Standing behind my FOH guy on Sunday morning, I watched every knob he turned. I watched every fader he moved. I watched the way he’d listen to the music and made a change on the board. Simple observations. Much of your time behind the mixer is doing the same thing. Now ask yourself, “Do all those little changes make a difference?”
YES! YES THEY DO!
The little changes can bring an instrument to the front of the mix. They can make a vocal pop (in a good kind of popping). They can clear up a messy mid-range area in the mix which gives each instrument a clear spot in the mix.
Little changes tend to be in;
- Gain Correction
- EQ Changes
- Effects Changes
- Volume Balancing
- Monitor Tweaking
Let’s look further into these areas and see where most tweaks occur.
You might consider this a “major” change because you are touching the gain/trim knob. I’m saying it’s a little change because it might be something you initially set correctly but after a change on stage or with the mix, you find you need to modify the gain structure.
Aim for having your fader at the “0” or “U” (Unity) position and then set your gain accordingly. This way, you will have the best volume coming in and the most granular control via your fader. Make sure anyone with in-ears has them taken out before you make any gain changes.
The types of tweaks you make depend somewhat on the type of control you have. For example, with a digital mixer with the ability to sculpt the channel EQ via computer software, you can make narrow cuts whereas with a mixer with a parametric EQ, you can only cut/boost a wide range of frequencies.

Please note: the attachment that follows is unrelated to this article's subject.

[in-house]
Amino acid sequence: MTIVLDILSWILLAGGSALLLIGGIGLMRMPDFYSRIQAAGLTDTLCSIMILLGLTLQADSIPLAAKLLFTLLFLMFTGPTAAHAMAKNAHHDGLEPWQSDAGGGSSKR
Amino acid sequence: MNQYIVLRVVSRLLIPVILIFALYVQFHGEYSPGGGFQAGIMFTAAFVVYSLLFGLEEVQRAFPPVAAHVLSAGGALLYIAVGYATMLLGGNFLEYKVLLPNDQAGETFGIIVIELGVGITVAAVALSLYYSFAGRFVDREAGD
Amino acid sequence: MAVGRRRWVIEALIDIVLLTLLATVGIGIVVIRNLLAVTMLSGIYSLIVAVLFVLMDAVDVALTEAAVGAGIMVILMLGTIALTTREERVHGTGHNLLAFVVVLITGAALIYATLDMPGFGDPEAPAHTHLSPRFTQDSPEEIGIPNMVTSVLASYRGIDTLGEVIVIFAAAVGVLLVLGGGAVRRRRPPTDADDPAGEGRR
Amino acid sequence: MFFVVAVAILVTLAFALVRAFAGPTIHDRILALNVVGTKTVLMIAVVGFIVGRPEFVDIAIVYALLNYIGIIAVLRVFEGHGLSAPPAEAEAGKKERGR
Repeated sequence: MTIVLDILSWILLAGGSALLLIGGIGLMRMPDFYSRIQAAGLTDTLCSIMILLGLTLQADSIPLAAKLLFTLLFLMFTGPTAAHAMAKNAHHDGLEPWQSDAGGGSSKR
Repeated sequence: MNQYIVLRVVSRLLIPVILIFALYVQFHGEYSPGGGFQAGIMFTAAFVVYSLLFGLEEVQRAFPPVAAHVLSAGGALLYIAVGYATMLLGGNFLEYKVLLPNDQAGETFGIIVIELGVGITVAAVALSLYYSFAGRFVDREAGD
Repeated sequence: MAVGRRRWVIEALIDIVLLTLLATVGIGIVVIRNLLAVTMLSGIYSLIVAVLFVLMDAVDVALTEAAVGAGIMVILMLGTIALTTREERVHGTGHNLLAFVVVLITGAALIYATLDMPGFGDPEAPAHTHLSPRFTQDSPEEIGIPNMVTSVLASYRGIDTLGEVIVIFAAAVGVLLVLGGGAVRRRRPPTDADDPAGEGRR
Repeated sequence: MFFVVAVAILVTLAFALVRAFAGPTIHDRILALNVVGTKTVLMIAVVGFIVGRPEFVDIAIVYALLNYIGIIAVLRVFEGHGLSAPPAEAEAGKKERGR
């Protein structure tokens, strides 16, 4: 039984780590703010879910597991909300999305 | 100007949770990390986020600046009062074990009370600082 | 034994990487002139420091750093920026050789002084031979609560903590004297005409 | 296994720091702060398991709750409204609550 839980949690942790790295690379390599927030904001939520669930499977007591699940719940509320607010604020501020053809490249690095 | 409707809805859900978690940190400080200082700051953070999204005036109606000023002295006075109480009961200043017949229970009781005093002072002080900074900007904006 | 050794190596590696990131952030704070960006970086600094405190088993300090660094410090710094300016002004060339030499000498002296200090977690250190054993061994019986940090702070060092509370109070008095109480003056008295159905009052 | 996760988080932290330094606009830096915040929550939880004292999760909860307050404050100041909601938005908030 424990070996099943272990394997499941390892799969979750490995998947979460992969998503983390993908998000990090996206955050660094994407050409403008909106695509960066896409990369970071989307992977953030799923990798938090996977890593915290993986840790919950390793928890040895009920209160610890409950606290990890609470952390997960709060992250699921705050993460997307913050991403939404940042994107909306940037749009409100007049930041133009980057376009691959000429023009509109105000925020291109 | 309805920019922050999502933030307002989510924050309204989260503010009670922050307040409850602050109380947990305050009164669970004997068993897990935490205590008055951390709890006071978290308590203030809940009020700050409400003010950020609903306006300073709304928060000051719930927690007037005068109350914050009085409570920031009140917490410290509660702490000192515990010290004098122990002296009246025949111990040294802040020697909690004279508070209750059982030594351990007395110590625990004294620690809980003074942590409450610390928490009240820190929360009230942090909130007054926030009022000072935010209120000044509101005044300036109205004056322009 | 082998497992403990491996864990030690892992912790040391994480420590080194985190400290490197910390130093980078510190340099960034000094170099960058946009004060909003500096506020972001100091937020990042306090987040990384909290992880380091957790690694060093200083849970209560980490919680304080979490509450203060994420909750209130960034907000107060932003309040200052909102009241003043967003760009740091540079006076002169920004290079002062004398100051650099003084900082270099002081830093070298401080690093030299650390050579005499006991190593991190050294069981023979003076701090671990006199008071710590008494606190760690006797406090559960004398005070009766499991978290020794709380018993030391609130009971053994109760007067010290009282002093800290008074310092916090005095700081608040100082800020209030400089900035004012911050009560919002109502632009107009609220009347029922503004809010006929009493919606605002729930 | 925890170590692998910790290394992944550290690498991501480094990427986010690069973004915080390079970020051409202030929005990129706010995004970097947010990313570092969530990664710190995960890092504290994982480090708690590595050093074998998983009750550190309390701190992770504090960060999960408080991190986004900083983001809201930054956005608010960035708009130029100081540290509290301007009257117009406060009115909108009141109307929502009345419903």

Some of the EQ tweaks I make are;
- High: Boost for vocal clarity. Boost for guitar brightness, especially if finger-picking style.
- Mids: Cut and boost for frequency clarity / separation in the mix. For example, separate out two different acoustic guitars or vocals.
- Low: Boost acoustic guitar if it’s the only instrument on stage. Cut/boost drum kit pieces as needed.
- HPF: Apply where my low-end sub-80 Hz freq’s aren’t needed.
You might be dealing with multiple digital plugins or just one or two. Let’s keep this simple. Once you have your EQ tweaks, ask yourself the question “does this sound meet the sound I want?“ If not, look to your effect. Try cutting the level of your effects. Cut one and boost another. Also look at the parameters available on your effects. Does a parameter change give you the desired sound?
We’re talking strictly faders at this point. With all the tweaks so far, you’re bound to need a little volume balancing to correct any volume increases or decreases caused by your tweaks.
This whole tweaking process is after my initial sound check, gain setting, first run at mixing, and setting of monitor levels. However, given possible gain changes, it’s a good time to check with the band on volume levels in their monitors.
Little changes can add up to a great mix. Using this tweaking process during the rehearsal, you’ll have a great starting point when the first live set starts. Yes, you might have to tweak a little from song to song given you now have a room full of people…welcome to live audio production.